2020 has been a powerful reminder that we are all in this together, and our choices and actions have the power to protect the most vulnerable among us in a big way. The same holds true when it comes to breast cancer. With your support, we can show every woman that her life is important. By working together, we can inspire hope and become a force for good “to get her” access to the care she needs.
October is Breast Cancer Awareness Month, an annual campaign to increase awareness of the disease. This month we’ll be raising money for Little Red Door Cancer Agency. They work to reduce the physical, emotional and financial burdens of cancer for medically underserved Hoosiers by providing free client services, survivor programming and education. Make a donation during your visit in October and be entered to win a Tyler Mason gift basket.
Symptoms and Signs
Have You Noticed Changes In Your Breasts Recently?
Every person should know the symptoms and signs of breast cancer, and any time an abnormality is discovered, it should be investigated by a healthcare professional. Most people who have breast cancer symptoms and signs will initially notice only one or two, and the presence of these symptoms and signs do not automatically mean that you have breast cancer. By performing monthly breast self-exams, you will be able to more easily identify any changes in your breast. Be sure to talk to your healthcare professional if you notice anything unusual, such as:
- A Change In How The Breast Or Nipple Looks Or Feels
- A Change In The Breast Or Nipple Appearance
- Any Nipple Discharge—Particularly Clear Discharge Or Bloody Discharge
Resource: “Symptoms and Signs.” National Breast Cancer Foundation, 26 Aug. 2020, www.nationalbreastcancer.org/breast-cancer-symptoms-and-signs.
Know Your Risk
What Do Scientists Actually Know About The Cause Of Breast Cancer?
Cancer grows when a cell’s DNA is damaged, but why or how that DNA becomes damaged is still unknown. It could be genetic or environmental, or in most cases, a combination of the two. But most patients will never know exactly what caused their cancer. However, there are certain established risk factors that are associated with breast cancer.
- Gender: Breast cancer occurs nearly 100 times more often in women than in men.
- Age: Two out of three women with invasive cancer are diagnosed after age 55.
- Race: Breast cancer is diagnosed more often in caucasian women than women of other races.
- Family History and Genetic Factors: If your mother, sister, father or child has been diagnosed with breast or ovarian cancer, you have a higher risk of being diagnosed with breast cancer in the future. Your risk increases if your relative was diagnosed before the age of 50.
- Personal Health History: If you have been diagnosed with breast cancer in one breast, you have an increased risk of being diagnosed with breast cancer in the other breast in the future. Also, your risk increases if abnormal breast cells have been detected before (such as atypical hyperplasia, lobular carcinoma in situ (LCIS) or ductal carcinoma in situ (DCIS)).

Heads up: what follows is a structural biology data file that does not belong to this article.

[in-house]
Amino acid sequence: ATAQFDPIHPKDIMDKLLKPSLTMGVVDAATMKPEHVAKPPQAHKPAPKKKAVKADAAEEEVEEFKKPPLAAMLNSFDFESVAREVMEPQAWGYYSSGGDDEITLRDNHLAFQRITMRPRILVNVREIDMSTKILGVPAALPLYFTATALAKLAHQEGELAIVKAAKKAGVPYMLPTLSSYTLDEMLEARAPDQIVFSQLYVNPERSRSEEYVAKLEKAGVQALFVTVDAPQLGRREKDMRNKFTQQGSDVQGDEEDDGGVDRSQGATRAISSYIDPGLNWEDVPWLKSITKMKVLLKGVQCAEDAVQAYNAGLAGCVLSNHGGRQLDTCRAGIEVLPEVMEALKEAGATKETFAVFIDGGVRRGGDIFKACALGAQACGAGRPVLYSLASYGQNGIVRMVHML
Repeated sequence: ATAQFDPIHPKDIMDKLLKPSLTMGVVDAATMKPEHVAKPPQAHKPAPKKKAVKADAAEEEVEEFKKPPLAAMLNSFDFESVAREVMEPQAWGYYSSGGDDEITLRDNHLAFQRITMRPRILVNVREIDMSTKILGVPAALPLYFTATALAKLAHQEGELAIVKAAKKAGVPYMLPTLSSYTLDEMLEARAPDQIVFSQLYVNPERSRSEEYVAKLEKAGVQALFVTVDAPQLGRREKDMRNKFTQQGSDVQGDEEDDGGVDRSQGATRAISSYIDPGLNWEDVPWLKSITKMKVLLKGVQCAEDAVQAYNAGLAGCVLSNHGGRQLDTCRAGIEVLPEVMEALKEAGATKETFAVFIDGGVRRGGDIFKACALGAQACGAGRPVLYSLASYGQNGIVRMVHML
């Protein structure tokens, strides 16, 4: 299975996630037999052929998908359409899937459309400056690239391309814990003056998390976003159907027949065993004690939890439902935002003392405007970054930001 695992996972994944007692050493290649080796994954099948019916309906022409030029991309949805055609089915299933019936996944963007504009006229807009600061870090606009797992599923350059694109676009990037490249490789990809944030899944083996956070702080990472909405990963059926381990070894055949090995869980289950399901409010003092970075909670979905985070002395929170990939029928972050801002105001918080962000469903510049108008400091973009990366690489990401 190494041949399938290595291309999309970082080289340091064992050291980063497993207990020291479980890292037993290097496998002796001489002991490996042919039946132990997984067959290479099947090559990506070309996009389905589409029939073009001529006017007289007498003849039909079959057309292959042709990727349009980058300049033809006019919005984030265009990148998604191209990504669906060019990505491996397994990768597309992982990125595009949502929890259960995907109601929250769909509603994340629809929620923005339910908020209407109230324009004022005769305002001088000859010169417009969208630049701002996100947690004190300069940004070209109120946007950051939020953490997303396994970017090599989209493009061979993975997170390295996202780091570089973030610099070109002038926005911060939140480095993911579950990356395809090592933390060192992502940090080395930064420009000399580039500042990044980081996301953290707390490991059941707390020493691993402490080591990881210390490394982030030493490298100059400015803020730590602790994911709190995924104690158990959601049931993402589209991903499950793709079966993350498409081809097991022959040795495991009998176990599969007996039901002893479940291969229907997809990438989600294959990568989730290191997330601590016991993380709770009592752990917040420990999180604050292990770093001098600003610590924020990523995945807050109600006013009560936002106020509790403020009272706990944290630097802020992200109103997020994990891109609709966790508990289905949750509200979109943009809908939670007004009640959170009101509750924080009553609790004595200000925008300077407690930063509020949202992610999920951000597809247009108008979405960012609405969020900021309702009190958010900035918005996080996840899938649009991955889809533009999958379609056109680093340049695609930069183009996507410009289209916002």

- Menstrual and Reproductive History: Early menstruation (before age 12), late menopause (after 55), having your first child at an older age, or never having given birth can also increase your risk for breast cancer.
- Certain Genome Changes: Mutations in certain genes, such as BRCA1 and BRCA2, can increase your risk for breast cancer. This is determined through a genetic test, which you may consider taking if you have a family history of breast cancer. Individuals with these gene mutations can pass the gene mutation onto their children.
- Dense Breast Tissue: Having dense breast tissue can increase your risk for breast cancer and make lumps harder to detect. Several states have passed laws requiring physicians to disclose to women if their mammogram indicates that they have dense breasts so that they are aware of this risk. Be sure to ask your physician if you have dense breasts and what the implications of having dense breasts are.
Environmental And Lifestyle Risk Factors
- Lack of Physical Activity: A sedentary lifestyle with little physical activity can increase your risk for breast cancer.
- Poor Diet: A diet high in saturated fat and lacking fruits and vegetables can increase your risk for breast cancer.
- Being Overweight or Obese: Being overweight or obese can increase your risk for breast cancer. Your risk is increased if you have already gone through menopause.
- Drinking Alcohol: Frequent consumption of alcohol can increase your risk for breast cancer. The more alcohol you consume, the greater the risk.
- Radiation to the Chest: Having radiation therapy to the chest before the age of 30 can increase your risk for breast cancer.
- Combined Hormone Replacement Therapy (HRT): Taking combined hormone replacement therapy, as prescribed for menopause, can increase your risk for breast cancer and increases the risk that the cancer will be detected at a more advanced stage.
These Do Not Cause Breast Cancer
- Breast cancer is not contagious; you can’t contract cancer from a person who has the disease.
- Breast cancer is not caused by wearing underwire bras, implants, deodorants, antiperspirants, mammograms, caffeine, plastic food serving items, microwaves, or cell phones, as myths often suggest.
Resource: “Risk Factors.” National Breast Cancer Foundation, 19 Sept. 2019, www.nationalbreastcancer.org/breast-cancer-risk-factors.